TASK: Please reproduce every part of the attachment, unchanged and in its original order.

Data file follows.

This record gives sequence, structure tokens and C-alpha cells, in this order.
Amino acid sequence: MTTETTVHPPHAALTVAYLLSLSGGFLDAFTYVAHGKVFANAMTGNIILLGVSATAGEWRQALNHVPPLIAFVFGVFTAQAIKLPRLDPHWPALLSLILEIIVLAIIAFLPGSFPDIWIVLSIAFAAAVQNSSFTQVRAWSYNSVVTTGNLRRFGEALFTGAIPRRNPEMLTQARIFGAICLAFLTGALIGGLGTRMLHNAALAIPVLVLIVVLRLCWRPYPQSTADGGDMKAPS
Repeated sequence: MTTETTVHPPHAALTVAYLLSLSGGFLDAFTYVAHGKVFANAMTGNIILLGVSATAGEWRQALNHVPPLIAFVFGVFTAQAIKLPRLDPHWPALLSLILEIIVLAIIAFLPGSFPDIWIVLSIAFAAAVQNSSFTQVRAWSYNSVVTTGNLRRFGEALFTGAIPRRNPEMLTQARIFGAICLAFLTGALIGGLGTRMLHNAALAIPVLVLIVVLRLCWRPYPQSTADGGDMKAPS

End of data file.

This record gives sequence, structure tokens and C-alpha cells, in this order.
Amino acid sequence: MTTETTVHPPHAALTVAYLLSLSGGFLDAFTYVAHGKVFANAMTGNIILLGVSATAGEWRQALNHVPPLIAFVFGVFTAQAIKLPRLDPHWPALLSLILEIIVLAIIAFLPGSFPDIWIVLSIAFAAAVQNSSFTQVRAWSYNSVVTTGNLRRFGEALFTGAIPRRNPEMLTQARIFGAICLAFLTGALIGGLGTRMLHNAALAIPVLVLIVVLRLCWRPYPQSTADGGDMKAPS
Repeated sequence: MTTETTVHPPHAALTVAYLLSLSGGFLDAFTYVAHGKVFANAMTGNIILLGVSATAGEWRQALNHVPPLIAFVFGVFTAQAIKLPRLDPHWPALLSLILEIIVLAIIAFLPGSFPDIWIVLSIAFAAAVQNSSFTQVRAWSYNSVVTTGNLRRFGEALFTGAIPRRNPEMLTQARIFGAICLAFLTGALIGGLGTRMLHNAALAIPVLVLIVVLRLCWRPYPQSTADGGDMKAPS